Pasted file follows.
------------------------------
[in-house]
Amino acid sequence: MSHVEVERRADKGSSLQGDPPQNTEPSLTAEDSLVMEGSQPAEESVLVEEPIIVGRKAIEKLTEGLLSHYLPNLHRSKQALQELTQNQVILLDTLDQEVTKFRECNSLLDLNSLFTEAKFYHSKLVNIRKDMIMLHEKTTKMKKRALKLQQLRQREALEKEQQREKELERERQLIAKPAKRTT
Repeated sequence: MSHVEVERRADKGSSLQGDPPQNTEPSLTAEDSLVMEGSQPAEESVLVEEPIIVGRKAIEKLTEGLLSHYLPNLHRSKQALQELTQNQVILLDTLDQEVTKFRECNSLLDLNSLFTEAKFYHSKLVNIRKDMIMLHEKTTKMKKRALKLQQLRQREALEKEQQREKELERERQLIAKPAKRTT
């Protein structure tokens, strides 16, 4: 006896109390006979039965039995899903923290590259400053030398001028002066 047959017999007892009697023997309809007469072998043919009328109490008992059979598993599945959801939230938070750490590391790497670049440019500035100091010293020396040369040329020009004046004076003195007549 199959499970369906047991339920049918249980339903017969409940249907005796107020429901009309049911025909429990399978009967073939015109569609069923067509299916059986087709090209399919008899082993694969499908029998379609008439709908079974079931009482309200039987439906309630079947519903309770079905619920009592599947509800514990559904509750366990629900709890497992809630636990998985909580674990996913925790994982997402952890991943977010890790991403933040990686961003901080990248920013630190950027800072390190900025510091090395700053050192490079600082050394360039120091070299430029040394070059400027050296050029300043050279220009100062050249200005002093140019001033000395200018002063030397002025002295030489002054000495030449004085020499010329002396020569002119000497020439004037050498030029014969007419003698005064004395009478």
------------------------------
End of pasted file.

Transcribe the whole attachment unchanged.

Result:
[in-house]
Amino acid sequence: MSHVEVERRADKGSSLQGDPPQNTEPSLTAEDSLVMEGSQPAEESVLVEEPIIVGRKAIEKLTEGLLSHYLPNLHRSKQALQELTQNQVILLDTLDQEVTKFRECNSLLDLNSLFTEAKFYHSKLVNIRKDMIMLHEKTTKMKKRALKLQQLRQREALEKEQQREKELERERQLIAKPAKRTT
Repeated sequence: MSHVEVERRADKGSSLQGDPPQNTEPSLTAEDSLVMEGSQPAEESVLVEEPIIVGRKAIEKLTEGLLSHYLPNLHRSKQALQELTQNQVILLDTLDQEVTKFRECNSLLDLNSLFTEAKFYHSKLVNIRKDMIMLHEKTTKMKKRALKLQQLRQREALEKEQQREKELERERQLIAKPAKRTT
């Protein structure tokens, strides 16, 4: 006896109390006979039965039995899903923290590259400053030398001028002066 047959017999007892009697023997309809007469072998043919009328109490008992059979598993599945959801939230938070750490590391790497670049440019500035100091010293020396040369040329020009004046004076003195007549 199959499970369906047991339920049918249980339903017969409940249907005796107020429901009309049911025909429990399978009967073939015109569609069923067509299916059986087709090209399919008899082993694969499908029998379609008439709908079974079931009482309200039987439906309630079947519903309770079905619920009592599947509800514990559904509750366990629900709890497992809630636990998985909580674990996913925790994982997402952890991943977010890790991403933040990686961003901080990248920013630190950027800072390190900025510091090395700053050192490079600082050394360039120091070299430029040394070059400027050296050029300043050279220009100062050249200005002093140019001033000395200018002063030397002025002295030489002054000495030449004085020499010329002396020569002119000497020439004037050498030029014969007419003698005064004395009478």